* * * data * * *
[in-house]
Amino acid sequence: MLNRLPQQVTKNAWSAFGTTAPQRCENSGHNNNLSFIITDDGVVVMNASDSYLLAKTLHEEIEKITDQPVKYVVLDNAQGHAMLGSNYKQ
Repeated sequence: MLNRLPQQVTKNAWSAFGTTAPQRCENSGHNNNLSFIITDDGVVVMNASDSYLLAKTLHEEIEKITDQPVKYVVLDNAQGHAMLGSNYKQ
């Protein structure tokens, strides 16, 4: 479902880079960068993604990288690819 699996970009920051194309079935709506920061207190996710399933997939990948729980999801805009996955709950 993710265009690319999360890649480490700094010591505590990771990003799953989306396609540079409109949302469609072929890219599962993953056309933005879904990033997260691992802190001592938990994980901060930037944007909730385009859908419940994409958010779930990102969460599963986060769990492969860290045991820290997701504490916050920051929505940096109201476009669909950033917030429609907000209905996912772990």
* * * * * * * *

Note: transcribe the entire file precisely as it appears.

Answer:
[in-house]
Amino acid sequence: MLNRLPQQVTKNAWSAFGTTAPQRCENSGHNNNLSFIITDDGVVVMNASDSYLLAKTLHEEIEKITDQPVKYVVLDNAQGHAMLGSNYKQ
Repeated sequence: MLNRLPQQVTKNAWSAFGTTAPQRCENSGHNNNLSFIITDDGVVVMNASDSYLLAKTLHEEIEKITDQPVKYVVLDNAQGHAMLGSNYKQ
């Protein structure tokens, strides 16, 4: 479902880079960068993604990288690819 699996970009920051194309079935709506920061207190996710399933997939990948729980999801805009996955709950 993710265009690319999360890649480490700094010591505590990771990003799953989306396609540079409109949302469609072929890219599962993953056309933005879904990033997260691992802190001592938990994980901060930037944007909730385009859908419940994409958010779930990102969460599963986060769990492969860290045991820290997701504490916050920051929505940096109201476009669909950033917030429609907000209905996912772990």